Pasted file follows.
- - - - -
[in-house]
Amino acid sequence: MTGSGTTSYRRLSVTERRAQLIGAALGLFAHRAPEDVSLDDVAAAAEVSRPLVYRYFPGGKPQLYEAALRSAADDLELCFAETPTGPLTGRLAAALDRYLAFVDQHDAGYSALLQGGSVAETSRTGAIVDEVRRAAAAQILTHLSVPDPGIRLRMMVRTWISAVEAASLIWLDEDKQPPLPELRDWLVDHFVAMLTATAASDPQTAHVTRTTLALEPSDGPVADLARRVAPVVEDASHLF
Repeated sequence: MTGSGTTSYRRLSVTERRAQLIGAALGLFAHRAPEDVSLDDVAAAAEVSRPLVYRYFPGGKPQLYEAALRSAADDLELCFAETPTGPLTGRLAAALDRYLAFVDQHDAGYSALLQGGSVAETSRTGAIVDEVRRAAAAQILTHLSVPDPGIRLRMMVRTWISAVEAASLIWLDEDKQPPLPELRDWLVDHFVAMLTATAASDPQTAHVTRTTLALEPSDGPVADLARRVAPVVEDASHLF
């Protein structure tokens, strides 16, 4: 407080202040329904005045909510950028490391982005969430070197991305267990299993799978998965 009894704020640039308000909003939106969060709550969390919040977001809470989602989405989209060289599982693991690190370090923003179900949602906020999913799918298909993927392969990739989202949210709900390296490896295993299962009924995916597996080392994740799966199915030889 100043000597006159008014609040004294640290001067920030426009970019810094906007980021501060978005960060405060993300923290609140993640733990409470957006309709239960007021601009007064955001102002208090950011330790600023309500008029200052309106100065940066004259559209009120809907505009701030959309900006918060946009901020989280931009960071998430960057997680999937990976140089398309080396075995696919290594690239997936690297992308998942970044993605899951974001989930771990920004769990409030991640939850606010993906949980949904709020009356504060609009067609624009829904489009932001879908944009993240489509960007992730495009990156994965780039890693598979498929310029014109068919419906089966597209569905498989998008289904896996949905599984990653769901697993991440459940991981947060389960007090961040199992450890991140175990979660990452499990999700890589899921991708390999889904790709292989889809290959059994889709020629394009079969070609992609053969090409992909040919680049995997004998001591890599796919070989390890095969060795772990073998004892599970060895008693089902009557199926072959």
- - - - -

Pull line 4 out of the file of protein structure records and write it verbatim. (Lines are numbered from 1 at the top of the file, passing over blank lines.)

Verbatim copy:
């Protein structure tokens, strides 16, 4: 407080202040329904005045909510950028490391982005969430070197991305267990299993799978998965 009894704020640039308000909003939106969060709550969390919040977001809470989602989405989209060289599982693991690190370090923003179900949602906020999913799918298909993927392969990739989202949210709900390296490896295993299962009924995916597996080392994740799966199915030889 100043000597006159008014609040004294640290001067920030426009970019810094906007980021501060978005960060405060993300923290609140993640733990409470957006309709239960007021601009007064955001102002208090950011330790600023309500008029200052309106100065940066004259559209009120809907505009701030959309900006918060946009901020989280931009960071998430960057997680999937990976140089398309080396075995696919290594690239997936690297992308998942970044993605899951974001989930771990920004769990409030991640939850606010993906949980949904709020009356504060609009067609624009829904489009932001879908944009993240489509960007992730495009990156994965780039890693598979498929310029014109068919419906089966597209569905498989998008289904896996949905599984990653769901697993991440459940991981947060389960007090961040199992450890991140175990979660990452499990999700890589899921991708390999889904790709292989889809290959059994889709020629394009079969070609992609053969090409992909040919680049995997004998001591890599796919070989390890095969060795772990073998004892599970060895008693089902009557199926072959």